If you are facing probate in North Carolina, it helps to understand the fundamentals of the probate and estate administration process in North Carolina. The best place to start is hiring an experienced Wilmington estate planning attorney who understands how the probate law works in North Carolina and can walk you through the entire process.
The estate planning attorneys at Rountree Losee have extensive knowledge and experience in probate law. We can guide you through the probate and estate administration process to avoid missteps that could lead to delays and disputes.
Below, we provide a brief overview of the probate and estate administration processes in North Carolina and define commonly used terms of art .
What Is Probate and Estate Administration?
Probate is the process where the Personal Representative (also known as the Executor) submits the Will of the deceased to the Court to prove its authenticity and it was executed pursuant to North Carolina law. Once the Will has been accepted by the Court, the Personal Representative can begin administering the estate pursuant to the terms of the Will.
Estate administration is the judicial process whereby the Personal Representative ensures that all debts of the deceased are paid using the assets of the deceased and remaining assets are distributed to the beneficiaries pursuant the terms of the Will. The estate administration process is supervised by the Court to ensure the Personal Representative is properly managing the assets of the deceased. However, it is good to note that not all assets of the deceased will be handled through the Court supervised estate administration process. Assets not handled through the estate administration could include, but are not limited to, retirement accounts, certain bank accounts, and brokerage accounts.
- Will – A legal document that clearly defines a person’s wishes regarding how they would like their property distributed upon their death. A will could also include a nomination of guardian for the deceased’s minor children, if any. .
- Estate – Refers to all the property (real and personal), investment accounts and bank accounts owned by an individual at death. However, it is good to note that an estate can include more than what we mentioned here.
- Intestate (or intestacy) – This is a situation whereby a person dies without creating a will.
- Decedent – Is the individual who has passed.
How Is An Estate Administered?
In North Carolina, a person’s estate is administered according to their will. However, if the decedent did not leave a will, then the estate is administered pursuant to North Carolina’s intestacy statute. Whether a person dies with or without a will, the North Carolina court system supervises the entire estate administration process. The Clerk of Court will usually appoint the person designated in the will as the Personal Representative to administer the decedent’s estate. However, if there is no will, or if the will does not designate someone to be the Personal Representative of the estate, then the Clerk of Court will appoint someone, usually a close relative, to handle the decedent’s assets and property. The Personal Representative is responsible for:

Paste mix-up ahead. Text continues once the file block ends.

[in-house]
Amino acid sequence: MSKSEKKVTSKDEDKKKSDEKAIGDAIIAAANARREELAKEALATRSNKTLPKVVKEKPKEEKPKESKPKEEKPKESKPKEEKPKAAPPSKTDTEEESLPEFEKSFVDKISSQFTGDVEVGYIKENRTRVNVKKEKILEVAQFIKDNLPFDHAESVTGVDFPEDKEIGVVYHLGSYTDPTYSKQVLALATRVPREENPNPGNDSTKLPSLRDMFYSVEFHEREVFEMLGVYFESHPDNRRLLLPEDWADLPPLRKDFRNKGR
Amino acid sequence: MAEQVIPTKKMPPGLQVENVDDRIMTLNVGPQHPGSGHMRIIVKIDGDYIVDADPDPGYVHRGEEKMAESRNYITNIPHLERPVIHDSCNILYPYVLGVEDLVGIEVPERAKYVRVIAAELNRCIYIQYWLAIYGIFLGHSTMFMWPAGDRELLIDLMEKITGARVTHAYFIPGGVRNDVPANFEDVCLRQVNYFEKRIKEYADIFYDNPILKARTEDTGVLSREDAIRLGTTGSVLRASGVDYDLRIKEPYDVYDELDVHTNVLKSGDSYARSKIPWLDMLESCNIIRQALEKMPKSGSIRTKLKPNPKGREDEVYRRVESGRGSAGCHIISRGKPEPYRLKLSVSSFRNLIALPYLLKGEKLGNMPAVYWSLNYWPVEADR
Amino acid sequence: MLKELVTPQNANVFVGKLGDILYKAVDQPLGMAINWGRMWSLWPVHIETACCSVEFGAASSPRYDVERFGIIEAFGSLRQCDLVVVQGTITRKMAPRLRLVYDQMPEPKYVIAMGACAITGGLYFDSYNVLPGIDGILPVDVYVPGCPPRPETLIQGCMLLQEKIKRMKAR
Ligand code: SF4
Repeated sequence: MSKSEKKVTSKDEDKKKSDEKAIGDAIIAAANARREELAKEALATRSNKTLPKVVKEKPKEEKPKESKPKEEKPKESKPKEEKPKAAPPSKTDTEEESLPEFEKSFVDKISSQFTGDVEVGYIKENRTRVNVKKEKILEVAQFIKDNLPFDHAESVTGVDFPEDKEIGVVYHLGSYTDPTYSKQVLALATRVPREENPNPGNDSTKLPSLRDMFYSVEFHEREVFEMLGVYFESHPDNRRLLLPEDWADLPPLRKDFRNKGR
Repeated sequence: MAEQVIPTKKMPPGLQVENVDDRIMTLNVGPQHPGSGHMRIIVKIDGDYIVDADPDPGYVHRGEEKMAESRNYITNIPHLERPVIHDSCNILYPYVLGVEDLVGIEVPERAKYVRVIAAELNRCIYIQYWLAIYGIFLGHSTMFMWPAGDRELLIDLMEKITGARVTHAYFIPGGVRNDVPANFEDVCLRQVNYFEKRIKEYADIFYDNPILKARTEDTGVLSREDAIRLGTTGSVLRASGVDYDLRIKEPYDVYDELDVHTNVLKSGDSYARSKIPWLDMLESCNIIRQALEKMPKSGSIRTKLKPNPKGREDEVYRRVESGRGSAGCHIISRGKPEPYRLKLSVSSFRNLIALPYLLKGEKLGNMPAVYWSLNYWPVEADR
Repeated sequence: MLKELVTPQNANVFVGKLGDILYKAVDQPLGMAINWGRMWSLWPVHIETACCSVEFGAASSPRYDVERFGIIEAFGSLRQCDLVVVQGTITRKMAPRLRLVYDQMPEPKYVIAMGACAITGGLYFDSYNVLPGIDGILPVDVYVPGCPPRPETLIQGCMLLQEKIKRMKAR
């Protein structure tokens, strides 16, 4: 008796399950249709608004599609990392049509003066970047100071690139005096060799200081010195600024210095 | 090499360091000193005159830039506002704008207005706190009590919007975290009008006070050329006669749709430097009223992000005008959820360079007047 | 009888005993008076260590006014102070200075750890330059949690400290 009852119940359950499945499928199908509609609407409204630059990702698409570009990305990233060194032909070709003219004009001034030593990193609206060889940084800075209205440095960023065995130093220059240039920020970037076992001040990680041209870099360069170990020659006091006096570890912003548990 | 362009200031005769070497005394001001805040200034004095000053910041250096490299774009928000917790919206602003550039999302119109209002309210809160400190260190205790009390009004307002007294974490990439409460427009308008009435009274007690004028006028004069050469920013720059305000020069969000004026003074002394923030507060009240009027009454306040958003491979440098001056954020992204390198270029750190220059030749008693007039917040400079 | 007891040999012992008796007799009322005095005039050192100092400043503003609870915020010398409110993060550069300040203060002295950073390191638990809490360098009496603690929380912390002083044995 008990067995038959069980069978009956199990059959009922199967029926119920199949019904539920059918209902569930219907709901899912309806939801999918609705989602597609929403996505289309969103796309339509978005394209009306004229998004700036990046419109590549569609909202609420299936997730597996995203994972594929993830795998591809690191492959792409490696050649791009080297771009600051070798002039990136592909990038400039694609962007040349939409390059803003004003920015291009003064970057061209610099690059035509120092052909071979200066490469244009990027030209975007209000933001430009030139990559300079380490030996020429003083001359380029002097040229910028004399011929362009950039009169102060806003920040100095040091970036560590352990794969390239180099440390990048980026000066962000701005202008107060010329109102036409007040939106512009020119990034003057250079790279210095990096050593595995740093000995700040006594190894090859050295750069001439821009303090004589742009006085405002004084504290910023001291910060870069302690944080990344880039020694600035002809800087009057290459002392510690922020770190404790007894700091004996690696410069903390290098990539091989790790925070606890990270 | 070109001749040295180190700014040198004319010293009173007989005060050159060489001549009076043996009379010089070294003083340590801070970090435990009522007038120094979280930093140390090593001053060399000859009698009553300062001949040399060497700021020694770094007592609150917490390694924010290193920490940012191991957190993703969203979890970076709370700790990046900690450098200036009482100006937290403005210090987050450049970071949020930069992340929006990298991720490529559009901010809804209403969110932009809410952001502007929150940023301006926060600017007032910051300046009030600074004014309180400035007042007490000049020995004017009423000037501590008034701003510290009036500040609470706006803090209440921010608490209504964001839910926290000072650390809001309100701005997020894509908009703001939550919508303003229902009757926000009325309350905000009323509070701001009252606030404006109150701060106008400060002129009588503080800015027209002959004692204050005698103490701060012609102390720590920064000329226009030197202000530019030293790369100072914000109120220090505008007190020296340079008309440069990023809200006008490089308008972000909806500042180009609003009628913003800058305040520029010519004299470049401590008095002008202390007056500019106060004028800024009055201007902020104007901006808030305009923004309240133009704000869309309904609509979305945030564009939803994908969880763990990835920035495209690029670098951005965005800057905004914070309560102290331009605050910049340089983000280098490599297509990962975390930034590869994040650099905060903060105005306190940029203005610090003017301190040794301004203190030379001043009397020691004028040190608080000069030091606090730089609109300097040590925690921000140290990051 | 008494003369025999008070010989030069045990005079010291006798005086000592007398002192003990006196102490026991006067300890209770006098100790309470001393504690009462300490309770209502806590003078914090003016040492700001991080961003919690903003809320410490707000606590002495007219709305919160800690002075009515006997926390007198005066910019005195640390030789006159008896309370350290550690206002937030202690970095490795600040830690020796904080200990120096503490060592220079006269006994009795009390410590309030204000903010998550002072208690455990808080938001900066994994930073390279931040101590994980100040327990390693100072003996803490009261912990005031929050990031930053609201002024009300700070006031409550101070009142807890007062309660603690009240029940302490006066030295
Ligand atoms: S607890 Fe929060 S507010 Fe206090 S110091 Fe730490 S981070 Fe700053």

- Taking stock of the deceased individual’s property, money, and assets
- Paying all relevant taxes and settling debts
- Paying administration fees
- Informing the beneficiaries of the decedent’s estate
- Distributing the estate to the beneficiaries and heirs
How the Estate Administration Process Gets Started
In North Carolina, the estate administration process begins at the office of the Clerk of Superior Court. The Personal Representative files an application for probate with the Clerk of Court’s office in the decedent’s place of residence or where the decedent owned property. The Personal Representative must file the original will (if it is available) and a death certificate with the application for probate.
The Clerk will examine the application for probate and verify the will and death certificate to establish whether the Personal Representative can proceed with administering the estate. If the will is valid, the court will document certain deadlines that the Personal Representative must adhere to and commence the estate administration process.
Get The Legal Help You Need
The probate process can be a complex and overwhelming process to navigate alone. Hiring a skilled estate planning attorney who understands how North Carolina court systems work can help you avoid the headaches and heartaches that accompany estate administration. At Rountree Losee, we have a team of estate planning attorneys ready to guide you through the entire estate administration process from start to finish. Contact us online or call us at 910-763-3404 to schedule a consultation with our team.